Key points

Climate change increases the risk of wildfires in forests. Prolonged high temperatures contribute to this risk, affecting air quality and posing health risks.

A top-down view of a fire in a wooded area, creating a large amount of smoke near buildings and residencies.

Effects on the environment

Wildfire smoke contains the following materials that can greatly reduce air quality, both nearby and in areas downwind:

  • Particulate matter
  • Carbon monoxide
  • Nitrogen oxides
  • Various dangerous organic compounds (which are ozone precursors)

Climate change increases the risk of wildfires in forests, especially in certain areas of the United States. Long periods of very high temperatures are linked to droughts and dry conditions, making areas in danger of wildfires.

Effects on people

Thousands of deaths each year are caused by smoke exposure. Climate change is negatively affecting our health by increasing the risk of wildfires that release harmful pollutants into the air.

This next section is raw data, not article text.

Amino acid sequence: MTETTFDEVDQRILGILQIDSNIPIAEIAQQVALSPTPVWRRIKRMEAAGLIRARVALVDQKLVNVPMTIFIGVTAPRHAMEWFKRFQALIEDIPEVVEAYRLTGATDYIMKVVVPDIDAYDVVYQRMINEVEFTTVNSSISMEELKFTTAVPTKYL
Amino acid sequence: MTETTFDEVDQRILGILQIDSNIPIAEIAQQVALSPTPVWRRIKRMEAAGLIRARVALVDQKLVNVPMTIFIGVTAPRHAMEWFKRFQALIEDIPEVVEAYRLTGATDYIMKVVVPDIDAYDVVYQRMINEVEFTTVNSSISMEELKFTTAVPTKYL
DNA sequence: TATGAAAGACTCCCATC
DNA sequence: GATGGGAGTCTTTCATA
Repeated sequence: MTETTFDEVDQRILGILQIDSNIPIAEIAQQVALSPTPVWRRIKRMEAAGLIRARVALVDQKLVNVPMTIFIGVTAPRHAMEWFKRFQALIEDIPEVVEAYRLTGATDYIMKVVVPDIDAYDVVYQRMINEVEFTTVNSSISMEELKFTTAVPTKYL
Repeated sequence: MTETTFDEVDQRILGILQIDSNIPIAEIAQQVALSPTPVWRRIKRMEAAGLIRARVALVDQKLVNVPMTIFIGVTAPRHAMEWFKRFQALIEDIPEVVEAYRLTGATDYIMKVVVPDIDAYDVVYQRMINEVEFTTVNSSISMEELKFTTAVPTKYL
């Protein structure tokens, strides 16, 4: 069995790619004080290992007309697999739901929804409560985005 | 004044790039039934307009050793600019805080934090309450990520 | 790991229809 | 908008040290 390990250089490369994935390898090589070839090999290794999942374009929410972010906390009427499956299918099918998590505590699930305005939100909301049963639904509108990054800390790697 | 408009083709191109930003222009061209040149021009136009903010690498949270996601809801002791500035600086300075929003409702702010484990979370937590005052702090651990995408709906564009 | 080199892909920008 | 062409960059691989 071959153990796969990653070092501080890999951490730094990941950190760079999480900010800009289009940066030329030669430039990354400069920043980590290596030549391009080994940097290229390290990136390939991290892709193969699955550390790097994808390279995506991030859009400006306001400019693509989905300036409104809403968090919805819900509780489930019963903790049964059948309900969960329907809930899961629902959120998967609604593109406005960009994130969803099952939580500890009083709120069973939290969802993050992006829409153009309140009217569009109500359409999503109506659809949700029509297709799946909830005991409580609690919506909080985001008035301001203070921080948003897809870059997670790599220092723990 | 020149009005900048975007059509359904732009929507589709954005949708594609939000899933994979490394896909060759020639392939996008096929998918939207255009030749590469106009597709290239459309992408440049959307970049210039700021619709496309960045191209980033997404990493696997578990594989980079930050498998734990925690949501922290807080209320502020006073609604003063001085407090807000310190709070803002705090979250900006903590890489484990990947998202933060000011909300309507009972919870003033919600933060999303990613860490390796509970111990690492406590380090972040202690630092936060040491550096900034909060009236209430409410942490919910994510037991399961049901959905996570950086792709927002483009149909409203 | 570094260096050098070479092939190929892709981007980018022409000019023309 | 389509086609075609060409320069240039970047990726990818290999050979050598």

Smoke exposure can increase:

  • Breathing and heart-related hospitalizations
  • Emergency department visits
  • The need for medication for asthma
  • Bronchitis
  • Chest pain
  • Chronic Obstructive Pulmonary Disease (also known as COPD)
  • Respiratory infections

CDC resources

  • Wildfires – Prepare, stay safe during, and protect health post-wildfire.
  • Wildfire Smoke and Air Quality – protect yourself from wildfire smoke, particularly for people with respiratory or cardiovascular illnesses, and children, pregnant women, and responders
  • NIOSH Fighting Wildfires – resources for wildland firefighters, fire departments, and partner organizations